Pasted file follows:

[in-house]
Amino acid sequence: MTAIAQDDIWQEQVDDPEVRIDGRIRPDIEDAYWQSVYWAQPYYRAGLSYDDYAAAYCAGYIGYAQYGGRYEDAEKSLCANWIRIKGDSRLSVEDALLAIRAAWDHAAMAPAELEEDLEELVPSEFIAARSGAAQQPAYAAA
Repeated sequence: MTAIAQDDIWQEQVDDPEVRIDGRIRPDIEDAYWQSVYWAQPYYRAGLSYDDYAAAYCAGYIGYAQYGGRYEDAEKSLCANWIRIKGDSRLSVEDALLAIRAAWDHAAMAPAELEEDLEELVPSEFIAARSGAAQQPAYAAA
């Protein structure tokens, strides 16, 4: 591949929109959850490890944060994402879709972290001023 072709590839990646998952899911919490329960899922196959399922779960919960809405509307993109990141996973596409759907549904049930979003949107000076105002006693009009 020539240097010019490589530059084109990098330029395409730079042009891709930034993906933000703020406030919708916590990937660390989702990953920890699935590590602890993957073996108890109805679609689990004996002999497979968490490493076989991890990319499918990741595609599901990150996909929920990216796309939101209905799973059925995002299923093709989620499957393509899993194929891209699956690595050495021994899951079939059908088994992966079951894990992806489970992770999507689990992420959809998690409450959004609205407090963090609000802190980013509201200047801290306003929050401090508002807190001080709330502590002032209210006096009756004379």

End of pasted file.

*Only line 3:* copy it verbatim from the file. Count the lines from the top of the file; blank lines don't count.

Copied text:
Repeated sequence: MTAIAQDDIWQEQVDDPEVRIDGRIRPDIEDAYWQSVYWAQPYYRAGLSYDDYAAAYCAGYIGYAQYGGRYEDAEKSLCANWIRIKGDSRLSVEDALLAIRAAWDHAAMAPAELEEDLEELVPSEFIAARSGAAQQPAYAAA